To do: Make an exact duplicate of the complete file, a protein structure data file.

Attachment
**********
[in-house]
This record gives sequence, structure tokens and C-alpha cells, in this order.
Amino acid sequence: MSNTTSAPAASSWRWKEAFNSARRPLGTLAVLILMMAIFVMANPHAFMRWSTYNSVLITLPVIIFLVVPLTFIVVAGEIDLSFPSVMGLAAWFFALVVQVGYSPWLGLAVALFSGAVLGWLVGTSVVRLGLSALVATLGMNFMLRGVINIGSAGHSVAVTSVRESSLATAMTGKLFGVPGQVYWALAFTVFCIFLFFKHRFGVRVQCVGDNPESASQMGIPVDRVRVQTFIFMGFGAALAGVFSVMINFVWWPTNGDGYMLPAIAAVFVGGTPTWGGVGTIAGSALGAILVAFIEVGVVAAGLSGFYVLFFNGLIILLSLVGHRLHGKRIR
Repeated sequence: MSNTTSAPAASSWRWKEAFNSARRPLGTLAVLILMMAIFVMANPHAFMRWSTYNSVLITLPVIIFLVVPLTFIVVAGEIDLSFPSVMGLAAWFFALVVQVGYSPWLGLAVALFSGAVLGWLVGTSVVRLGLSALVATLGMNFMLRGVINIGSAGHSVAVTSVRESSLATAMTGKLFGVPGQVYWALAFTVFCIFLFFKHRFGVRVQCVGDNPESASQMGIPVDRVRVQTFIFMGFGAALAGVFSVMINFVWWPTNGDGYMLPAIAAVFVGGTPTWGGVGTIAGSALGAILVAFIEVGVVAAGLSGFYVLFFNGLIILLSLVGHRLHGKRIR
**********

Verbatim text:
[in-house]
This record gives sequence, structure tokens and C-alpha cells, in this order.
Amino acid sequence: MSNTTSAPAASSWRWKEAFNSARRPLGTLAVLILMMAIFVMANPHAFMRWSTYNSVLITLPVIIFLVVPLTFIVVAGEIDLSFPSVMGLAAWFFALVVQVGYSPWLGLAVALFSGAVLGWLVGTSVVRLGLSALVATLGMNFMLRGVINIGSAGHSVAVTSVRESSLATAMTGKLFGVPGQVYWALAFTVFCIFLFFKHRFGVRVQCVGDNPESASQMGIPVDRVRVQTFIFMGFGAALAGVFSVMINFVWWPTNGDGYMLPAIAAVFVGGTPTWGGVGTIAGSALGAILVAFIEVGVVAAGLSGFYVLFFNGLIILLSLVGHRLHGKRIR
Repeated sequence: MSNTTSAPAASSWRWKEAFNSARRPLGTLAVLILMMAIFVMANPHAFMRWSTYNSVLITLPVIIFLVVPLTFIVVAGEIDLSFPSVMGLAAWFFALVVQVGYSPWLGLAVALFSGAVLGWLVGTSVVRLGLSALVATLGMNFMLRGVINIGSAGHSVAVTSVRESSLATAMTGKLFGVPGQVYWALAFTVFCIFLFFKHRFGVRVQCVGDNPESASQMGIPVDRVRVQTFIFMGFGAALAGVFSVMINFVWWPTNGDGYMLPAIAAVFVGGTPTWGGVGTIAGSALGAILVAFIEVGVVAAGLSGFYVLFFNGLIILLSLVGHRLHGKRIR